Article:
Scottish National Dictionary (1700–)
KNEGGUM, n. Also knegum, gneg(g)um (Gregor; Abd.7 1925), knaggim, kniggum (Fif. 1808 Jam.), nyuggum (Ayr.4 1928). [′(k)nɛgəm, ′gnɛg-, ′(k)nɑg-]
1. A pungent, disagreeable taste or flavour (Sc. 1808 Jam.; Bnff. 1866 Gregor D. Bnff. 67; Kcb.2 c.1925; Cai., Abd., Kcd., Kcb. 1960), an after-taste; a bad, lingering smell (Abd. 1913).
Abd. 1754 R. Forbes Jnl. from London 24:
It [ale] had an ugly knaggim, an' a wauch wa-gang. Abd. 1832 J. B. Pratt Jamie Fleeman (1912) 31:
Berries' spice [snuff] had “a cursed ill knegum.” Abd. 1871 W. Alexander Johnny Gibb xi.:
Neither of them dreamt that “the ga-ano [guano] cud hae had sic a rank kneggum”.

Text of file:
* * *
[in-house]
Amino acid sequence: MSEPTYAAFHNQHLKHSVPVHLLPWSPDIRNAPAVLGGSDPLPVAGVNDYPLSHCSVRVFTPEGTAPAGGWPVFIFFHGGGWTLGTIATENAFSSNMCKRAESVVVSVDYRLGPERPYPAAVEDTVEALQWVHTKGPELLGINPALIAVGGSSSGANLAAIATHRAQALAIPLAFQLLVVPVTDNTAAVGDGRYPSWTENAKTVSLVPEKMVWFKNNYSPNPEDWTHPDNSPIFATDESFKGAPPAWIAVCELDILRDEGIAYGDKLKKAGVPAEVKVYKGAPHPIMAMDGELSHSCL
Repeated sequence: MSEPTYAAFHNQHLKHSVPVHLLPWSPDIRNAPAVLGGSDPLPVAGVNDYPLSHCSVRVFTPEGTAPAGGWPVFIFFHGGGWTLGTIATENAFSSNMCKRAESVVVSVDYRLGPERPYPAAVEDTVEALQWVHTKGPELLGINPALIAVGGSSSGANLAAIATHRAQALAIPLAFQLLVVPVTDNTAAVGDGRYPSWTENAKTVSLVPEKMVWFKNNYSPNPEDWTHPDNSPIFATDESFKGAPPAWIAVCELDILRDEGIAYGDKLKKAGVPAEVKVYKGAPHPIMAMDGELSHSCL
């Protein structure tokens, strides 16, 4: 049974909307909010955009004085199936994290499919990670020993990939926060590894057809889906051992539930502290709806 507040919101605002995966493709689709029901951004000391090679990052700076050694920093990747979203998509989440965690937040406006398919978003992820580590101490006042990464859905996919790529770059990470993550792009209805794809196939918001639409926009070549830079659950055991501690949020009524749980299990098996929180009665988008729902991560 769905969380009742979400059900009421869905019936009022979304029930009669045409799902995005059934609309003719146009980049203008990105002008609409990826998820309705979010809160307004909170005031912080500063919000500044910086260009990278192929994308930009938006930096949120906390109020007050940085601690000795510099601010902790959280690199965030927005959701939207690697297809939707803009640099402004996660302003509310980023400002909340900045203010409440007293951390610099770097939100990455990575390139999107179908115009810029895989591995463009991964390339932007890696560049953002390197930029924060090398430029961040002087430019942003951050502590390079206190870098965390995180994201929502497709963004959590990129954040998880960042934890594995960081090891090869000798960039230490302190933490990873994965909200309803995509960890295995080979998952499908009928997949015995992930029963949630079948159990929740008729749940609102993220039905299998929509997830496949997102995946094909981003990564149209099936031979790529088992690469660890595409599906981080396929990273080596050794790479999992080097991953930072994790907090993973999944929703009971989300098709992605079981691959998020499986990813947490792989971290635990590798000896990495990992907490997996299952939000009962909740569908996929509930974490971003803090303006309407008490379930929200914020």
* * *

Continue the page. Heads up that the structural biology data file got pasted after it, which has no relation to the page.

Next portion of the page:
†2. Fig. A reputation for trickery, a tendency to cheating.
Bnff. 1866 Gregor D. Bnff. 67:
Ye needna pit muckle trust in 'im: he hiz a gey gnegum; an' maybe ye'll seen ken that t' yir cost.
You may wish to vary the format shown below depending on the citation style used.
"Kneggum n.". Dictionary of the Scots Language. 2004. Scottish Language Dictionaries Ltd. Accessed 6 Dec 2021 <https://www.dsl.ac.uk/entry/snd/kneggum>
Try an Advanced Search